When optioning your show, the first thing a producer should consider is what rights they are getting and when they are getting them. The “what” is the “initial bundle of rights” (production rights, development rights, right to sell merchandise/cast album, and the right to advertise/promote the show) which get transferred to the producer for a limited period of time, called the “option period”, where the producer is able to develop the show and work toward a further goal, laid out within the agreement.

This is why within your strategic plan you must know where your show is heading beforehand. The catch is that when acquiring these rights, you often need to prove you are going to achieve the intended goal within the option period. If you are not able to achieve the goal, the rights revert back to the author. but if you are, then you achieve the additional rights to produce the show in other cities or countries, to license the work to other producers, etc. As the original producer, you will have the ability to share in a percentage of revenues, based on the number of public performances you initially present, for all major categories of subsidiary rights income (audio/visual, professional, stock & amateur licensing, and revivals).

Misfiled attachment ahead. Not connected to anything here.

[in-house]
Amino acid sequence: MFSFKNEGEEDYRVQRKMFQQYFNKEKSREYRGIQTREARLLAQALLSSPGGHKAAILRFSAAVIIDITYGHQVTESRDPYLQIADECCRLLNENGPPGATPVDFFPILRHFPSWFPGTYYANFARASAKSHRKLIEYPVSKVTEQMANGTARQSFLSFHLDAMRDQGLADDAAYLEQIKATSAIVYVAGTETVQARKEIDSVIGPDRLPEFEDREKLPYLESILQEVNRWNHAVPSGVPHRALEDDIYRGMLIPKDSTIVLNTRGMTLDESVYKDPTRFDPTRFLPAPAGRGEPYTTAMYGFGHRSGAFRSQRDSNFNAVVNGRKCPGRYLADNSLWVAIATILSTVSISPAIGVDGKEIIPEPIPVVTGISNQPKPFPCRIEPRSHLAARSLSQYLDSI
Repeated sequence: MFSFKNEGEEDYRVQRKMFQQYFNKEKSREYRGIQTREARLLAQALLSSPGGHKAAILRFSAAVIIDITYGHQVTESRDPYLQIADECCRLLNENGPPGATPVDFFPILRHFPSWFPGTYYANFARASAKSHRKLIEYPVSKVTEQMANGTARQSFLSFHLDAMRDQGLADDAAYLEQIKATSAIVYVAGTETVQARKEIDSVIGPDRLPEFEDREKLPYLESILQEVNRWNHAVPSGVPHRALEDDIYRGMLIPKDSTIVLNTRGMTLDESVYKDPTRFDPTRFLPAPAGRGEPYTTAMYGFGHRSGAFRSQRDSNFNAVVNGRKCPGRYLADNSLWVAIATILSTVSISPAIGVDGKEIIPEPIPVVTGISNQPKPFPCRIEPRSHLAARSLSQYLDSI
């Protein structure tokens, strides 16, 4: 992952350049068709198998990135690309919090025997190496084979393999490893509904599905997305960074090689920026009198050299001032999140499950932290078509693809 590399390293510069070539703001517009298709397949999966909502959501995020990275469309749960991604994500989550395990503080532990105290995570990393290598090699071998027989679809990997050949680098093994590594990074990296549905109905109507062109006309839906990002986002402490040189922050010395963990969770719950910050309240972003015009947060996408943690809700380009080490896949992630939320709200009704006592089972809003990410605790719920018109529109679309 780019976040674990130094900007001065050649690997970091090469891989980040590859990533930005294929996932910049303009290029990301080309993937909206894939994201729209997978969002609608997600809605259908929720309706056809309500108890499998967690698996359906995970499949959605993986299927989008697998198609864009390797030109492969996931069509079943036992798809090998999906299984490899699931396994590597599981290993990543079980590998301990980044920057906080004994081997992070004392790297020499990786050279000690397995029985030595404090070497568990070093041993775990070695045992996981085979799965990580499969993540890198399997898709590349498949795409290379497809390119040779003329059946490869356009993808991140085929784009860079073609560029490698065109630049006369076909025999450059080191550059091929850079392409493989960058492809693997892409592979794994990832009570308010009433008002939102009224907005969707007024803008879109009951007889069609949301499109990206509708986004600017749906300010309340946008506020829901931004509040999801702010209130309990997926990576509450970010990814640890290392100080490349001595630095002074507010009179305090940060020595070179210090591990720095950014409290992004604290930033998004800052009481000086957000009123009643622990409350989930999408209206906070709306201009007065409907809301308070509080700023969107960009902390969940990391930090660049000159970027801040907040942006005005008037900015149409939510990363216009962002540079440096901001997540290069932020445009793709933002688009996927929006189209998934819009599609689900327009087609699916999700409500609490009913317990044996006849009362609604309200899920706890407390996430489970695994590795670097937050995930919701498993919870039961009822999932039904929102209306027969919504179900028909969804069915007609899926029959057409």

The percentage in which you vest depends on how long the show runs, with a maximum of 40%, usually for a period of 10-20 years after the close of the Off Broadway run. If you feel you have a strong show that will have a long life after Off Broadway in stock & amateur productions, etc., make your best efforts to meet the threshold. In addition, the potential to reach 40% of subsidiary rights income can be an impressive pitch when seeking your initial investors.

Thinking about Off Broadway?

If you’re setting your sights for an Off Broadway run, it will serve you well to set up a consult to evaluate your current development path and set goals for what’s next. To set up a consult with one of our development pros, email us here.

Cover photo: FOUND: A NEW MUSICAL. Photo by Kevin Thomas Garcia.